Music Theory Syllabus 2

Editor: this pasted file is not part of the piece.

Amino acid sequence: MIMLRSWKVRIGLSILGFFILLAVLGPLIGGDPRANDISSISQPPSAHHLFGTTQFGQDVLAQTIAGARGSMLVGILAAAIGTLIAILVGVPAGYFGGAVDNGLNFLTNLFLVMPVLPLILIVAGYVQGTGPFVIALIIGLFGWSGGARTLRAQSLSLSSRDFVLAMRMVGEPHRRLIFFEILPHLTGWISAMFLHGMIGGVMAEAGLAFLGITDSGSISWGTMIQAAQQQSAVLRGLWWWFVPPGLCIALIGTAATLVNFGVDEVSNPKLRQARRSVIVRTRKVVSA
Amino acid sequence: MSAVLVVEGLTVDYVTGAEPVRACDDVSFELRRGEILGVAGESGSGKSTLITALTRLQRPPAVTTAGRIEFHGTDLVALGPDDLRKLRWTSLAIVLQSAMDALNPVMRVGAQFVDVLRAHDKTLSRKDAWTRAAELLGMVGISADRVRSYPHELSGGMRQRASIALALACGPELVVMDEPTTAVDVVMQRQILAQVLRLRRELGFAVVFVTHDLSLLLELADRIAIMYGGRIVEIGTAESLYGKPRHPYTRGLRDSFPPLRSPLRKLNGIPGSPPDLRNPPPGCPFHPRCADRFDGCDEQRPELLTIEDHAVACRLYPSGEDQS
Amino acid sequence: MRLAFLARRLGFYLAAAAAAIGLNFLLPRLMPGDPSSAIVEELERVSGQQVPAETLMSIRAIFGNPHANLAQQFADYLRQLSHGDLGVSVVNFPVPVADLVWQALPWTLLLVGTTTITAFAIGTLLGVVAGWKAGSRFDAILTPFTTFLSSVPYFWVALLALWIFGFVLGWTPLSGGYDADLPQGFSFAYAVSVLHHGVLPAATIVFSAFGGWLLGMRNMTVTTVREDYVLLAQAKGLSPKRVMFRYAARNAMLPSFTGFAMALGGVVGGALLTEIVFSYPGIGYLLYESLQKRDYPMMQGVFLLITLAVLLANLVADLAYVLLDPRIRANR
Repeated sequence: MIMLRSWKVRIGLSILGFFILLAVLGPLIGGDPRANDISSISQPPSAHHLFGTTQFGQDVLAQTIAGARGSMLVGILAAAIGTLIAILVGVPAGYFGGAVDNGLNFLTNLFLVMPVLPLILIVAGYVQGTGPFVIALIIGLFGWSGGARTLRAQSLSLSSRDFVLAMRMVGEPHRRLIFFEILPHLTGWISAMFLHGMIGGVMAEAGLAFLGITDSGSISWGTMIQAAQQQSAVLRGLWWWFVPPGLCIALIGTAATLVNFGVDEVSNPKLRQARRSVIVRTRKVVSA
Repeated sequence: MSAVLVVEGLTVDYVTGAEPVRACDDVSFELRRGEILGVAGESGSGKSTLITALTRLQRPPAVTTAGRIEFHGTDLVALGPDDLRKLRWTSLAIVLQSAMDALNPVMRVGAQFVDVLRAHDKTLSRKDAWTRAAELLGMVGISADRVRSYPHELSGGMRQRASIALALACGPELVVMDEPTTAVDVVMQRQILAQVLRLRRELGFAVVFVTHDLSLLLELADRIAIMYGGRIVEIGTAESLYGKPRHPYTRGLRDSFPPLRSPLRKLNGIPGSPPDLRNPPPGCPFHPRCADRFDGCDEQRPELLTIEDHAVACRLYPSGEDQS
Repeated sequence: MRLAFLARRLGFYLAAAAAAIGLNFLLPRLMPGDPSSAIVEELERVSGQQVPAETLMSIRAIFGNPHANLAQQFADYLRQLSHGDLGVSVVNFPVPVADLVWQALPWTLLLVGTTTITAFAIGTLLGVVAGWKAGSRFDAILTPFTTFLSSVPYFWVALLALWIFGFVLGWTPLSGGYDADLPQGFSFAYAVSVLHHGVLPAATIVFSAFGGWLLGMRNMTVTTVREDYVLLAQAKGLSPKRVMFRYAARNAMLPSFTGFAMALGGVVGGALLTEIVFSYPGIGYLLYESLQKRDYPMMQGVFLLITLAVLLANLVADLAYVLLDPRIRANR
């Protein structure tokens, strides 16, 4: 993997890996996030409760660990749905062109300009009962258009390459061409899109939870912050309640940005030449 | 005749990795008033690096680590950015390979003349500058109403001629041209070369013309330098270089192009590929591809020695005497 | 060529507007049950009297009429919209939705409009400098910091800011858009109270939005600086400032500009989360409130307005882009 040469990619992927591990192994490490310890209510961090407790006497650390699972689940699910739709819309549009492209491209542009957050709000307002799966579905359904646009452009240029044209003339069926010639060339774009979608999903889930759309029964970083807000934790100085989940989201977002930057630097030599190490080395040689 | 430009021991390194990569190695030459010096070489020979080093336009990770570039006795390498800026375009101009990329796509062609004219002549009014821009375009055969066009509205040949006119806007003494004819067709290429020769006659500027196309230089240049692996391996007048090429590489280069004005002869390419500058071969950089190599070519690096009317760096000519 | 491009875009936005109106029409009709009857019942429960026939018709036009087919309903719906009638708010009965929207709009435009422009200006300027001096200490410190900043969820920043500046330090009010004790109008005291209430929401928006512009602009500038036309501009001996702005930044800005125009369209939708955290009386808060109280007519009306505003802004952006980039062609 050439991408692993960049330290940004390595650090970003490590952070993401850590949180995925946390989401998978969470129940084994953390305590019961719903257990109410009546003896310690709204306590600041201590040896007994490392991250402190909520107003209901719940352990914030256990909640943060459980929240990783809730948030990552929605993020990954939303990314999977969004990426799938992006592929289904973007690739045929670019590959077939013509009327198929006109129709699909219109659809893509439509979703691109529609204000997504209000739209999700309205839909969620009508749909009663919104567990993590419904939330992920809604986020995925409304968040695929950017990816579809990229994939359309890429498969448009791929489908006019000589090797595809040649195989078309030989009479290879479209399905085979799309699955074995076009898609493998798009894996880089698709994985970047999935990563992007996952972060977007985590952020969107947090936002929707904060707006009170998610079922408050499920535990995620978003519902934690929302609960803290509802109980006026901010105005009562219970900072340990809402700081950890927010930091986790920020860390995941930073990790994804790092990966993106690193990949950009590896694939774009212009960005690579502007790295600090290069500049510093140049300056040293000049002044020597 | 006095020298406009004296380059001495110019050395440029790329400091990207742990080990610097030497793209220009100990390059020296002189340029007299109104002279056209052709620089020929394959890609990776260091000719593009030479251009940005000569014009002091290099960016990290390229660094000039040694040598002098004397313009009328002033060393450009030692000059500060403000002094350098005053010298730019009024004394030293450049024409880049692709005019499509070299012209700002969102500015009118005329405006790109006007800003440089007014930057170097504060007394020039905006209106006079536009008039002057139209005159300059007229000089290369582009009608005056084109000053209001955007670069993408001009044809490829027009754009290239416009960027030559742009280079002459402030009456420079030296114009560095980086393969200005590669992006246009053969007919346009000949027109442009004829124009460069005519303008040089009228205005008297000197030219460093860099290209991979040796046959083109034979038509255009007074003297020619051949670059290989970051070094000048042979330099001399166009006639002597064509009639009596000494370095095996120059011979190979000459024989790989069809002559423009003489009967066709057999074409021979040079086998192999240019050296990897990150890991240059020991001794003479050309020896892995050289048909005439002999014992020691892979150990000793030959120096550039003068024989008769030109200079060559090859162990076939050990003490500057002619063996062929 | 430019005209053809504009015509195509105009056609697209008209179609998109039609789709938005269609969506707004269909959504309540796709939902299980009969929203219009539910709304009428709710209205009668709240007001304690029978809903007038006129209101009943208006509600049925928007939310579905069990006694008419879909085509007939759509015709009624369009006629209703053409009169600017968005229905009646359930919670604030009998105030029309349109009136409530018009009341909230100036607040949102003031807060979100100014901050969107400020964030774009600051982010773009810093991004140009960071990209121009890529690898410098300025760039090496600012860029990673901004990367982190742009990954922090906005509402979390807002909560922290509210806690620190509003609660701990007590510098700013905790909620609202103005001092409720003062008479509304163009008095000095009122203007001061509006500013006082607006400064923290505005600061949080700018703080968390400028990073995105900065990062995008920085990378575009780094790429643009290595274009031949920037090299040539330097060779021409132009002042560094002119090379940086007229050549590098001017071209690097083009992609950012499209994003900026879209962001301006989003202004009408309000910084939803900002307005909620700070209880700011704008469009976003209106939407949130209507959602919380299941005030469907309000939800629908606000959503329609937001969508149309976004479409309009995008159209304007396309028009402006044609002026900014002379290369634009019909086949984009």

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<ul><li><p>1AP Music TheorySample Syllabus 2Course Overview This rigorous course expands upon the skills learned in the Music Theory Fundamentals course. Musical composition, sequencing, and use of MIDI digital formats are some of the many applications employed to further student under-standing of music theory. </p><p>Objectives of the CourseThis course is designed to develop musical skills that will lead to a thorough understanding of music composition and music theory. Students are prepared to take the AP Music Theory Exam when they have completed the course. Students planning to major in music in college may be able to enroll in an advanced music theory course, depending on individual colleges AP policies.</p><p>General Course Content</p><p>1. Review of music fundamentals, including: scales, key signatures, circle-of-fifths, intervals, triads, and inversions</p><p>2. Daily ear training, including rhythmic, melodic, and harmonic dictation</p><p>3. Weekly Sight-Singing using numbers for pitches</p><p>4. The study of modes </p><p>5. The study of figured bass</p><p>6. The study of two-part counterpoint</p><p>7. The study of four-part harmony</p><p>8. The study of seventh chords</p><p>9. The study of secondary-dominant functions</p><p>10. The study of musical form</p><p>11. The study of common compositional techniques</p><p>The objectives below have been adapted from the Expanded Course Specifications posted on the AP Music Theory Home Page on AP Central.</p></li><li><p>2Expanded Course Objectives1. Identify and notate pitch in four clefs: treble, bass, alto, and tenor.</p><p>2. Notate, hear, and identify simple and compound meters.</p><p>3. Notate and identify all major and minor key signatures.</p><p>4. Notate, hear, and identify the following scales: chromatic, major, and the three minor forms.</p><p>5. Name and recognize scale degree terms, for example: tonic, supertonic, mediant, subdominant, dominant, submediant, subtonic, leading tone.</p><p>6. Notate, hear, and transpose the following modes: Dorian, Phrygian, Lydian, and Mixolydian.</p><p>7. Notate, hear, and identify whole-tone and pentatonic scales.</p><p>8. Notate, hear, and identify all major, minor, diminished, and augmented intervals inclusive of an octave.</p><p>9. Transpose a melodic line to or from concert pitch for any common band or orchestral instrument.</p><p>10. Notate, hear, and identify triads, including inversions.</p><p>11. Notate, hear, and identify authentic, plagal, half, and deceptive cadences in major and minor keys.</p><p>12. Detect pitch and rhythm errors in written music from given aural excerpts.</p><p>13. Notate a melody from dictation, 6 to 12 bars, in a major key, mostly diatonic pitches, simple or compound time, three to four repetitions.</p><p>14. Notate melody from dictation, 6 to 12 bars, in a minor key, chromatic alteration from harmonic/melodic scales, simple or compound time, three to four repetitions.</p><p>15. Sight-sing a melody, 4 to 8 bars long, major or minor key, duple or triple meter, simple or compound time, using solfege, numbers, or any comfortable vocal syllable(s).</p><p>16. Notate and analyze simple 2-bar counterpoint in sixteenth- and/or eighteenth-century styles.</p><p>17. Realize a figured bass according to the rules of eighteenth-century chorale style, major or minor key, using any or all of the following devices: diatonic triads, seventh chords, inversions, nonharmonic tones, and secondary-dominant and dominant seventh chords. [C3]</p><p>C3The course progresses to include more sophisticated and creative tasks: realization of a figured bass.</p></li><li><p>318. Analyze a four-part chorale style piece using Roman and Arabic numerals to represent chords and their inversions.</p><p>19. Notate, hear, and identify the following nonharmonic tones: passing tone (accented and unaccented), neighboring tone, anticipation, suspension, retardation, appoggiatura, escape tone, changing tone (cambiata), pedal tone.</p><p>20. Notate the soprano and bass pitches and the Roman and Arabic numeral analysis of a harmonic dictation, eighteenth-century chorale style, seventh chords, secondary dominants, 4 to 8 bars in length, major or minor key, three to four repetitions.</p><p>21. Compose a melody or expand a motive with or without text, 6 to 12 bars long, given specific directions about key, mode, phrasing, rhythm, and harmonic language. Harmonize a 4- to 12-bar melody by writing a bass line, chords and/or chord symbols, given specific directions about key, mode, phrasing, rhythmic and harmonic language. [C9, C13]</p><p>22. Define and identify common tempo and expression markings.</p><p>23. Identify aurally and/or visually the following: modulation, transposition, melodic and harmonic rhythm, sequence, imitation, ostinato, augmentation, diminution, inversion, retrograde, and fragmentation.</p><p>24. Recognize standard musical algorithms, i.e., standard melodic, rhythmic, and harmonic idioms that occur in music.</p><p>Expectations of Students1. Students will participate in all classroom discussions and activities.</p><p>2. Students will complete all assigned exercises and readings.</p><p>3. Students will keep and maintain a Music Theory notebook, which will include class notes, handouts, assignments, and listening logs.</p><p>4. Students will study the released AP Exams and take practice tests to prepare for the exam.</p><p>5. Students will listen to approximately two hours of music each week outside of class and maintain a music listening log, which will consist of written analysis/evaluations of each listening selection. [C5, C11, C13] These written logs should include observations and evaluations regarding the following items:a. melodic characteristics (conjunct/disjunct)b. harmonic characteristics (harmonic idioms present)c. rhythm (straight/syncopated)d. texture (homophonic, monophonic, polyphonic, heterophonic)e. timbre (instrumentation, tone color)</p><p>C11Musical skills are developed through the following types of musical exercises: listening (discrete intervals, scales, etc.; dictations; excerpts from literature).</p><p>C5The course progresses to include more sophisticated and creative tasks: analysis of repertoire, including analysis of motivic treatment and harmonic analysis.</p><p>C9The course also teaches: phrase structure.</p><p>C13Musical skills are developed through the following types of musical exercises: written exercises.</p></li><li><p>4f. dynamics (dynamic contrasts)g. tempo (tempo changes)h. meter (duple/triple, simple/compound, regular/irregular)i. mode (major, minor, modal, atonal)j. form (binary, ternary, sonata, rondo, etc.) [C10]k. articulation (legato, staccato, etc.) </p><p>6. Students will attend one concert each nine weeks and submit a paper about the concert, using an appropriate musical vocabulary. This paper should contain general information about the concert, the students evaluation of it, and specific analysis of three individual selections from the concert. [C5, C13] This analysis should include the following:a. melodic characteristics (conjunct/disjunct)b. harmonic characteristics (harmonic idioms present)c. rhythm (straight/syncopated)d. texture (homophonic, monophonic, polyphonic, heterophonic)e. timbre (instrumentation, tone color)f. dynamics (dynamic contrasts)g. tempo (tempo changes)h. meter (duple/triple, simple/compound, regular/irregular)i. mode (major, minor, modal, atonal)j. form (binary, ternary, sonata, rondo, etc.)k. articulation (legato, staccato, etc.) </p><p>7. Students will submit two major compositions each nine weeks, based on assigned form and content. Other minor compositions will be required to demonstrate understanding and synthesis of concepts presented. [C14] These compositions include:a. A song in binary formb. A song in ternary formc. A song in sonata formd. A song based on a major modee. A song based on a minor modef. A song using two-part counterpointg. A song using three-part counterpointh. A four-part fugue with subject, countersubject and free improvisationi. A song that modulates from one tonal center to another through the </p><p>use of a pivot chord [C8]j. A song based on the whole-tone scale [C6}k. A song based on the chromatic scale l. A song based on a tone row or serialismm. A song based on a church mode </p><p>An orchestration or arrangement with correct notation, range, and transpositions is the final composition project for the year.</p><p>C5The course progresses to include more sophisticated and creative tasks: analysis of repertoire, including analysis of motivic treatment and harmonic analysis.</p><p>C6The course includes the following scales: major, minor, modal, pentatonic, and whole tone.</p><p>C8The course covers the following concepts or procedures based in common-practice tonality: Modulation to closely related keys.</p><p>C10The course also teaches: small forms (e.g., rounded binary, simple ternary, theme and variation, strophic).</p><p>C13Musical skills are developed through the following types of musical exercises: written exercises.</p><p>C14Musical skills are developed through the following types of musical exercises: creative exercises.</p></li><li><p>5TextbookTurek, Ralph. 1996. The Elements of Music: Concepts and Applications, Vol. I, 2nd ed. New York: McGraw-Hill. Includes workbook. </p><p>Turek, Ralph. 1995. The Elements of Music: Concepts and Applications, Vol. II, 2nd ed. New York: McGraw-Hill. Includes workbook.</p><p>The textbook includes a wide range of music literature from standard Western tonal repertoires and emphasizes tonal relationships, harmonization from Roman numerals, etc. Through utilization of the textbook as the course progresses through the year, students will engage in activities that address these curricular requirements. [C4, C15]</p><p>Course Planner Note: Chapter references are to the Turek textbook.</p><p>First Nine Weeks</p><p>Week 1Review of basic pitch notation: the staff and its evolution, clefs, ledger lines, grand staff, octave designation, half steps and whole steps, intervals, chromatic altera-tions, enharmonic equivalents, accidentals [C1] Chapter 1Melodic Dictation/Sight-Singing: Level Onemajor key, diatonic pitches, conjunct melodies using scale degrees 1-6 [C11, C12]Harmonic Dictation: bass voice </p><p>Week 2Review of meter and rhythm: the proportional system, beat and tempo, accent, meter and measure, meter signatures, simple meters, compound meters, asymmet-ric meter, conflict of rhythm and meter, borrowed divisions, syncopation, cross rhythms, hemiola, dots, ties, rests, dynamic and articulation markings [C1]Chapter 2Melodic Dictation/Sight-Singing: Level Onemajor key, diatonic pitches, conjunct melodies using scale degrees 1-6 [C12]Harmonic Dictation: bass voice </p><p>Week 3Review of major scales/circle-of-fifths/key signatures: the chromatic scale, the whole-tone scale, the major scale, pentatonic scale, transposition, tonality, key signatures, the placements of sharps and flats, the outer circle-of-fifths [C6]Chapter 3, part 1aMelodic Dictation/Sight-Singing: Level Twomajor key, diatonic pitches, conjunct melodies using scale degrees 1-6, add movement from scale degree 7-1 Harmonic Dictation: outer voices </p><p>C1The course enables students to master the rudiments and terminology of music: notational skills, intervals, scales, keys, chords, meter, and rhythm.</p><p>C11Musical skills are developed through the following types of musical exercises: listening (discrete intervals, scales, etc.; dictations; excerpts from literature).</p><p>C4The course progresses to include more sophisticated and creative tasks: realization of a Roman numeral progression.</p><p>C6The course includes the following scales: major, minor, modal, pentatonic, and whole tone.</p><p>C12Musical skills are developed through the following types of musical exercises: sight-singing.</p><p>C15The course includes, but is not limited to, study of a wide variety of vocal and instrumental music from the standard Western tonal repertoires.</p></li><li><p>6Week 4Review of minor scales/circle-of-fifths/key signatures: the inner circle-of-fifths, relative major and minor scales, the natural minor scale, the harmonic minor scale, the melodic minor scale, the parallel minor keysChapter 3 part 1bMelodic Dictation/Sight-Singing: Level Twomajor key, diatonic pitches, conjunct melodies using scale degrees 1-6, add movement from scale degree 7-1Harmonic Dictation: outer voices </p><p>Week 5Review of intervals: numeric values of intervals, quality of intervals (major, minor, diminished, augmented), the intervals of the major scale, alteration of interval quality, enharmonic intervals, inversions of intervals, simple versus compound intervals, diatonic vs. chromatic intervalsChapter 3, part 2Melodic Dictation/Sight-Singing: Level Threemajor key, diatonic pitches, melodies with skips using scale degrees 1, 3, and 5Harmonic Dictation: outer voices </p><p>Week 6Review of triads/seventh chords: building and identifying triads (major triads, minor triads, diminished triads, augmented triads), building and identifying seventh chords (major seventh chords, minor seventh chords, diminished seventh chords, augmented seventh chords) [C7]Chapter 4, part 1Melodic Dictation/Sight-Singing: Level 3major key, diatonic pitches, melodies with skips using scale degrees 1, 3, and 5Harmonic Dictation: outer voices </p><p>Week 7Chord inversions: identifying and building triadic inversions (root position, first inversion, second inversion), identifying and building inversions of the seventh chord (root position, first inversion, second inversion, third inversion)Chapter 4, part 2Melodic Dictation/Sight-Singing: Level Fourmajor key, diatonic pitches, melodies with scale degree 1, 3, 5 skips, add cadential skips from scale degree 5-1Harmonic Dictation: outer voices </p><p>Week 8Chord symbols and figured bass: using traditional eighteenth-century nomenclature to identify and analyze chords; realization of Roman numeral progressions [C4]Chapter 4, part 3Melodic Dictation/Sight-Singing: Level Fourmajor key, diatonic pitches, melodies with scale degree 1, 3, 5 skips, add cadential skips from scale degree 5-1Harmonic Dictation: outer voices </p><p>C4The course progresses to include more sophisticated and creative tasks: realization of a Roman numeral progression.</p><p>C7The course covers the following concepts or procedures based in common-practice tonality: functional triadic harmony in traditional four-voice texture, including non-harmonic tones, seventh chords, and secondary dominants.</p></li><li><p>7Week 9Diatonic triad functions in major and minor keys: diatonic primary and secondary chords in a major key, diatonic and chromatically altered primary and secondary chords in a minor key (based on form of scale) [C7]Chapter 5, part 1Melodic Dictation/Sight-Singing: Level Fourmajor key, diatonic pitches, melodies with scale degree 1, 3, 5 skips, add cadential skips from scale degree 5-1Harmonic Dictation: outer voices </p><p>Second Nine Weeks</p><p>Week 1Functional tonal principles: tonality, chordal hierarchy, progression vs. regression, harmonic motion, harmonic rhythm, variants in a minor key, idiomatic chord substitutions (vii/V, IV/ii) [C7]Chapter 5, part 2Melodic Dictation/Sight-Singing: Level Fivemajor key, diatonic pitches, melodies with skips, add skips to scale degree 6Harmonic Dictation: outer voices and authentic cadence</p><p>Week 2Cadences: authentic and perfect authentic cadence,...</p></li></ul>